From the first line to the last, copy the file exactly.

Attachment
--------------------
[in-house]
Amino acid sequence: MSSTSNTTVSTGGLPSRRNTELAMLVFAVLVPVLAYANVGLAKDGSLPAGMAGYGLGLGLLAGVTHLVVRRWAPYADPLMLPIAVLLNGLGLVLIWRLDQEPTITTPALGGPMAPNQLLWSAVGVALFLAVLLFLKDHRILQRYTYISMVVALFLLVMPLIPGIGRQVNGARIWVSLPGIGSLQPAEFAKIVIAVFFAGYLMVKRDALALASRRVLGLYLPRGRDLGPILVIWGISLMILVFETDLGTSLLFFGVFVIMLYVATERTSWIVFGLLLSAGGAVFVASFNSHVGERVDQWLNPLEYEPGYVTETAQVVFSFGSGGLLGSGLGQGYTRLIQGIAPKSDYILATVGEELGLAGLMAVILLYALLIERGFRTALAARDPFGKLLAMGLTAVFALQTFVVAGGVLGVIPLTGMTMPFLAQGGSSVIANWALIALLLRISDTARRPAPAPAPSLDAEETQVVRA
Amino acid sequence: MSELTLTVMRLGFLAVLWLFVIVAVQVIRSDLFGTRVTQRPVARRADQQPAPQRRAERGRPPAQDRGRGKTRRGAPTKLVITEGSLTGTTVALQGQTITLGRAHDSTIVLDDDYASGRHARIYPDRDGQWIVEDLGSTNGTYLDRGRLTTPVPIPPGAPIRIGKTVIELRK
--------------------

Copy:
[in-house]
Amino acid sequence: MSSTSNTTVSTGGLPSRRNTELAMLVFAVLVPVLAYANVGLAKDGSLPAGMAGYGLGLGLLAGVTHLVVRRWAPYADPLMLPIAVLLNGLGLVLIWRLDQEPTITTPALGGPMAPNQLLWSAVGVALFLAVLLFLKDHRILQRYTYISMVVALFLLVMPLIPGIGRQVNGARIWVSLPGIGSLQPAEFAKIVIAVFFAGYLMVKRDALALASRRVLGLYLPRGRDLGPILVIWGISLMILVFETDLGTSLLFFGVFVIMLYVATERTSWIVFGLLLSAGGAVFVASFNSHVGERVDQWLNPLEYEPGYVTETAQVVFSFGSGGLLGSGLGQGYTRLIQGIAPKSDYILATVGEELGLAGLMAVILLYALLIERGFRTALAARDPFGKLLAMGLTAVFALQTFVVAGGVLGVIPLTGMTMPFLAQGGSSVIANWALIALLLRISDTARRPAPAPAPSLDAEETQVVRA
Amino acid sequence: MSELTLTVMRLGFLAVLWLFVIVAVQVIRSDLFGTRVTQRPVARRADQQPAPQRRAERGRPPAQDRGRGKTRRGAPTKLVITEGSLTGTTVALQGQTITLGRAHDSTIVLDDDYASGRHARIYPDRDGQWIVEDLGSTNGTYLDRGRLTTPVPIPPGAPIRIGKTVIELRK